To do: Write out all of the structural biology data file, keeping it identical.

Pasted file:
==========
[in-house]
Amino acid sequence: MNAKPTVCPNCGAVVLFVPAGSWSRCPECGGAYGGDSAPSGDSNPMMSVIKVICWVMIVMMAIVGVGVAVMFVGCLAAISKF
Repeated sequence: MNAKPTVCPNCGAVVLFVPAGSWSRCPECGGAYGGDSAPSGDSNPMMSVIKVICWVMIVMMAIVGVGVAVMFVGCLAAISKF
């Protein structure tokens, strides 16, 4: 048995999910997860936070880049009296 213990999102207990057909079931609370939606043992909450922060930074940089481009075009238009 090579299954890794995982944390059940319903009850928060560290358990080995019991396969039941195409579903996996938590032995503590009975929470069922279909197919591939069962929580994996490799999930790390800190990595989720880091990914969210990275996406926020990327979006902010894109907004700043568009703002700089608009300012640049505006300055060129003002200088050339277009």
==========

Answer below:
[in-house]
Amino acid sequence: MNAKPTVCPNCGAVVLFVPAGSWSRCPECGGAYGGDSAPSGDSNPMMSVIKVICWVMIVMMAIVGVGVAVMFVGCLAAISKF
Repeated sequence: MNAKPTVCPNCGAVVLFVPAGSWSRCPECGGAYGGDSAPSGDSNPMMSVIKVICWVMIVMMAIVGVGVAVMFVGCLAAISKF
């Protein structure tokens, strides 16, 4: 048995999910997860936070880049009296 213990999102207990057909079931609370939606043992909450922060930074940089481009075009238009 090579299954890794995982944390059940319903009850928060560290358990080995019991396969039941195409579903996996938590032995503590009975929470069922279909197919591939069962929580994996490799999930790390800190990595989720880091990914969210990275996406926020990327979006902010894109907004700043568009703002700089608009300012640049505006300055060129003002200088050339277009």